The title evokes the Damon Knight classic and represents about the same state of SFnal advancement. The benevolent Zyrans approach humanity to save it from themselves, but encounter human paranoia. Fifty years ago, it might have seemed advanced and daring, but now the references to anal probes and boobs are only lame.
“The Song of Uullioll” by Gray Rinehart
Uullioll has an uncommon love for the sun, although his companions in the pod deplore his obsession.
“It brightens all, no matter where we are in our migrations. It brightens above the icy cold where we eat, where the big crabs crawl on the hard below. And it brightens above the warm stills where the girls become mothers. I like the bright hot. It floats above the dry-clear we breathe; how can you not like it?”
“I think the bright hot has already burned your brain, Uullioll.”
Interesting juxtaposition of this one with the Chilson novella, both featuring aquatic beings who crave to reach the land, comparing the terms they use for common phenomena. But Uullioll definitely appears to be a cetacean, and cetaceans don’t spawn like fish. An irritating error in an otherwise likeable simple tale.
“The North Revena Ladies Literary Society” by Catherine Shaffer
After leaving the CIA to have kids, Beth is stir-crazy enough to join the local ladies book club. She doesn’t expect a drive-by shooting linked to a secretive terrorist organization that she recognizes from an operation years ago.
Beth leaned on the bumper of a police cruiser, looking cool but trying to get her legs
to stop shaking. “Automatic rifle,” she said, “an AK-47, by the sound.”
“Right,” said the officer. “Your name?”
“606 Westbrooke Avenue,” she said.
A whole lot of action thriller and SFnal conspiracy packed surprisingly into a short piece. Nicely sketched characterization, with a slyly humorous tone.
“Red Rover, Red Rover” by Howard V Hendrix
Dogs, sentient and speaking. The narrator is a rich old man, and Cogzie is his indulgence. As is moving to Mars, where the enhancers he puts in the dog food gives Cogzie vivid, lucid dreams of dying: “I had been cursed to nine lives’ worth of bad luck, by a black cat avatar of the ancient Egyptian cat-goddess Bastid—according to my dream, anyway.” And the recurring phrase: “Fortunately, the only casualty was a dog.”
A strange tale that, unfortunately, takes too long to settle into its voice, beginning with hokey bad jokes. But there is a haunting quality to the dreams, and the effect they have on both man and dog.
“Zeitgeist, Inc” by Carl Frederick
Conradin is having vague second thoughts about the venture capitalists,
wondering if it had been the right thing to do, taking the VC money—and along with it, a company president of their choosing—Helen Lee . . . who had just called him dear. He smiled thinking about it, but then frowned. He, who had founded the company, had been relegated to CTO, Chief Technical Officer.
Conradin seems to be more than a bit thick. Or is it differently-brained. He should definitely listen more to his dog.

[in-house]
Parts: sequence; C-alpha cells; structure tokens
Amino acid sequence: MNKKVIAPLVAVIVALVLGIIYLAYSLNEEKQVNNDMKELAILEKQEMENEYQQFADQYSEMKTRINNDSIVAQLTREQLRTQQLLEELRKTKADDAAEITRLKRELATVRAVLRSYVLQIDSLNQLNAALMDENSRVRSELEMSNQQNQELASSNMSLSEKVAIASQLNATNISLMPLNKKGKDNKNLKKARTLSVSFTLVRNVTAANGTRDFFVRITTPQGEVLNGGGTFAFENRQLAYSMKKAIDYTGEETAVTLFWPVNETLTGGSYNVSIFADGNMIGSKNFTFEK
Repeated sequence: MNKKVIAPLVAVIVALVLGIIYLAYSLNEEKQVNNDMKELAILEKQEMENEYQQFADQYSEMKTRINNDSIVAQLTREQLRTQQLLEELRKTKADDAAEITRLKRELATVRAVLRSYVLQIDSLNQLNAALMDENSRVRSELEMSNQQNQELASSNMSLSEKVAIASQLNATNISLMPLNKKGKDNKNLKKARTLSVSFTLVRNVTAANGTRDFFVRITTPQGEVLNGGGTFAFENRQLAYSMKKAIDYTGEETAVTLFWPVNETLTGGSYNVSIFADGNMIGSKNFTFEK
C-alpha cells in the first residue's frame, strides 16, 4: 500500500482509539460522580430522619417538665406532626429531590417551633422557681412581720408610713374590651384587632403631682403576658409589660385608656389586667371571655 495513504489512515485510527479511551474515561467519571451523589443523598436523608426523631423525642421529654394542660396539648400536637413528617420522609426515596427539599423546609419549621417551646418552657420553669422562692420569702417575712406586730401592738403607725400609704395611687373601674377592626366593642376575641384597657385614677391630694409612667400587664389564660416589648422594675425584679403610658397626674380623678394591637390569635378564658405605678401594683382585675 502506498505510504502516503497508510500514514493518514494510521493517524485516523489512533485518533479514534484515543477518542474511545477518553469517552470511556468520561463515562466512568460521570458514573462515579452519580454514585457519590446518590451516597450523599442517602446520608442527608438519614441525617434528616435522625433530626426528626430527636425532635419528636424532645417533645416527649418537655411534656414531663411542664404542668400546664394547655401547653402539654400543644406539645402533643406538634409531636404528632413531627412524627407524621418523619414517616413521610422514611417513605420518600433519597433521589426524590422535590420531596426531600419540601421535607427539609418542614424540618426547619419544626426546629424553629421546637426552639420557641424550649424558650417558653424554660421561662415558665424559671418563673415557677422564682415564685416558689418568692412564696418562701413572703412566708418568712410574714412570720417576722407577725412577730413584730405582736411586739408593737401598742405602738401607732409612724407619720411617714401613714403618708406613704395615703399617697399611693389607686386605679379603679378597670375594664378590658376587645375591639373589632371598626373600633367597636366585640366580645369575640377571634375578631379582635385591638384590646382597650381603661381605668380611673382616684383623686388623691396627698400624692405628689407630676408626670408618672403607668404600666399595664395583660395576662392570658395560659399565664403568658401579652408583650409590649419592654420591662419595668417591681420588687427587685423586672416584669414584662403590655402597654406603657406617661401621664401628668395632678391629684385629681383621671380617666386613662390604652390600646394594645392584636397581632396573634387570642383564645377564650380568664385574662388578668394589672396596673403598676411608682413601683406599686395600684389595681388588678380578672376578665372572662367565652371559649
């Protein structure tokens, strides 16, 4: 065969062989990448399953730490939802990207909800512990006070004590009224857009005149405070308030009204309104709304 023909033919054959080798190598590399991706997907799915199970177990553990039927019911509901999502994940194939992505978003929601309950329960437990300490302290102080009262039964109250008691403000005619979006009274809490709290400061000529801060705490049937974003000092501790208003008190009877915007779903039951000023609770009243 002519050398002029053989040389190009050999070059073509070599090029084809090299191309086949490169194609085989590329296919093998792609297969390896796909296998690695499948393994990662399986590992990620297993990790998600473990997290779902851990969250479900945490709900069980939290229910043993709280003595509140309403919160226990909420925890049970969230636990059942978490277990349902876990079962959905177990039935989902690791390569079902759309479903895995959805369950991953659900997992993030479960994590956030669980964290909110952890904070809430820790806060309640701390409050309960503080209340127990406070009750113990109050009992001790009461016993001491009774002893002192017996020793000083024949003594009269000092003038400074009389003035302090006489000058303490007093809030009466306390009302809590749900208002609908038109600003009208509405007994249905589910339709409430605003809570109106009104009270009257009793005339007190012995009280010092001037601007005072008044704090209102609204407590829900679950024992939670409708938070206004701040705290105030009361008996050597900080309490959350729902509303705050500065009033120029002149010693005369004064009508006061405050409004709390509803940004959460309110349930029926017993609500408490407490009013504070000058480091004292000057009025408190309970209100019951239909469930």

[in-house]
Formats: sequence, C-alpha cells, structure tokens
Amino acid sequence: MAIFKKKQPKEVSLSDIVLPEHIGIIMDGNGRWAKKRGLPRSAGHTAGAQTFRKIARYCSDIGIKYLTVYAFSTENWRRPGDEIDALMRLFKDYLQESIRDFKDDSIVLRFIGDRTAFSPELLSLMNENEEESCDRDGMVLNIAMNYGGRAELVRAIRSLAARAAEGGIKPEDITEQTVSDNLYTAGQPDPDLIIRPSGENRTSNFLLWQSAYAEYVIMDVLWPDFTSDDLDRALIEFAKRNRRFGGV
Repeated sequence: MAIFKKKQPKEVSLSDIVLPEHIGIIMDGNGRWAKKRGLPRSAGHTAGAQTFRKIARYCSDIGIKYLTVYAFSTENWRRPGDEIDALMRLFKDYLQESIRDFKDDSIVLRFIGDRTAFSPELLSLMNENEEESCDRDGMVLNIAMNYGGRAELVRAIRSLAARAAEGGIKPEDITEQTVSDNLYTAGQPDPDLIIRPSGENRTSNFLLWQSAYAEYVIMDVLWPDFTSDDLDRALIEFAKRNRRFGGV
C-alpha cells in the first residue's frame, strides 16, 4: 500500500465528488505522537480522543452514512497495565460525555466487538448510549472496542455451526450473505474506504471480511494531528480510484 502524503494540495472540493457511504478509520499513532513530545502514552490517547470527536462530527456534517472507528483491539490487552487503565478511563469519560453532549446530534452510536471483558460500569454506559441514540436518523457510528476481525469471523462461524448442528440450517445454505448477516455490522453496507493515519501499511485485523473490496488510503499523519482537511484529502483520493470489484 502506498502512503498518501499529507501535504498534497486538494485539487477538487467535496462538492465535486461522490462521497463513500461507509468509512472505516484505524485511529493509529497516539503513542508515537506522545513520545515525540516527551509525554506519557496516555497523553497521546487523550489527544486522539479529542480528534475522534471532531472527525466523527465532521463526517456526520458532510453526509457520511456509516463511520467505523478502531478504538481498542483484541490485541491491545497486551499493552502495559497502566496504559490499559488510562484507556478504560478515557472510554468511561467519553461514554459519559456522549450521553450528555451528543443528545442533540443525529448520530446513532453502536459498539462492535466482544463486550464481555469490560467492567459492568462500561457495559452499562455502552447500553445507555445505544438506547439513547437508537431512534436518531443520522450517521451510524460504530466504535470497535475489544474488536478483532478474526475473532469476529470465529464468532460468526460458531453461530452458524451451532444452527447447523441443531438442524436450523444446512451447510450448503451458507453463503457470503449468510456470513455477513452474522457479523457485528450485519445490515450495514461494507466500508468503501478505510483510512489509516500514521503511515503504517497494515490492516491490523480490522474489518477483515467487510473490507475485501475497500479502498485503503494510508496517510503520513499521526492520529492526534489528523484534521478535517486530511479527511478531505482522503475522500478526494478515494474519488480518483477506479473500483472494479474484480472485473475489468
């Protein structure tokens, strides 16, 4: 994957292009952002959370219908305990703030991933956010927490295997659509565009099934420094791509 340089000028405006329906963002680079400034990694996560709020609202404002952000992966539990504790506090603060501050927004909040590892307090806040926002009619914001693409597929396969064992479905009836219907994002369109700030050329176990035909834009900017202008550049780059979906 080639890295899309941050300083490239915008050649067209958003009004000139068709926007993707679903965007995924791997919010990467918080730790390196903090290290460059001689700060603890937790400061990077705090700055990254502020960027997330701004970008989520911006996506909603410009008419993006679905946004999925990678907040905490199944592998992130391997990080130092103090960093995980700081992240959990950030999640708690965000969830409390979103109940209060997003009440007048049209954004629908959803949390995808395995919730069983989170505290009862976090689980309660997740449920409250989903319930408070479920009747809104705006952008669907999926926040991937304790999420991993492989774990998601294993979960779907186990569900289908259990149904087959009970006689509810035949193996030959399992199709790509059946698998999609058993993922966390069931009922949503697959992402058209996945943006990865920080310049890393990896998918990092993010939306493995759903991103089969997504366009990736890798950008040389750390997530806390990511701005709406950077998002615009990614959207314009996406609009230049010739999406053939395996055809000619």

Another contrast, between this talking-dog story and the Hendrix. That one is poignant, this, humorous. But it’s not a very funny humor, because Conradin’s mental density just isn’t funny, while not realistic enough to be poignant.
Asimov’s, July 2012
Twice as many hits as misses this time.
“Old Paint” by Megan Lindholm
Hit. Times are hard when Sadie is young, and her mother has to struggle to get by and raise her and her brother Ben. Among the things they don’t have is a car, until her mother’s grandfather dies and leaves him his old reproduction woodie. Suddenly the kids see a new side of their mother and realize that she once had a grandfather who loved her and programmed the car to recognize her.
I was still surprised when she slid in behind the wheel and put the key in a slot-thing and turned it. The vehicle had an anti-theft box on the steering column. She hesitated, and then put her forefinger on the sensor. “Hello, Suzanne,” the car said in a rich, brown voice. “How are you today?”
“Just fine,” she said quietly. “Just fine.”
A heartwarming story about family. Sadie, the narrator, is mostly an observer of the evolving relationship between Suzanne and rebellious Ben, and between Suzanne and Old Paint, as surrogate for her grandfather. It’s the story of children who learn their parent is human, and once was young. (As I read this story, the state of Nevada had just licensed driverless cars.)
“Alive and Well, a Long Way from Anywhere” by Allen M Steele
Miss. Part of the author’s Near Space series. Paul Lauderdale is the media rep and spokesman for Jerry Stone, a reclusive Howard Hughes-like space entrepreneur who has taken up residence alone on a remote asteroid. “Let’s just say that I’m sick of people and I want to get away for a while. I’m rich enough that I can do whatever I want, and that’s what I want to do.” And that’s it. He does. And why anyone is supposed to care, I can’t say. Stone is not an interesting character because the author excludes the information about him that might be of interest. Lauderdale isn’t. And the narrative relies excessively on the recitation of details from the other works in the series that will be redundant to those familiar with it and boring to those who aren’t.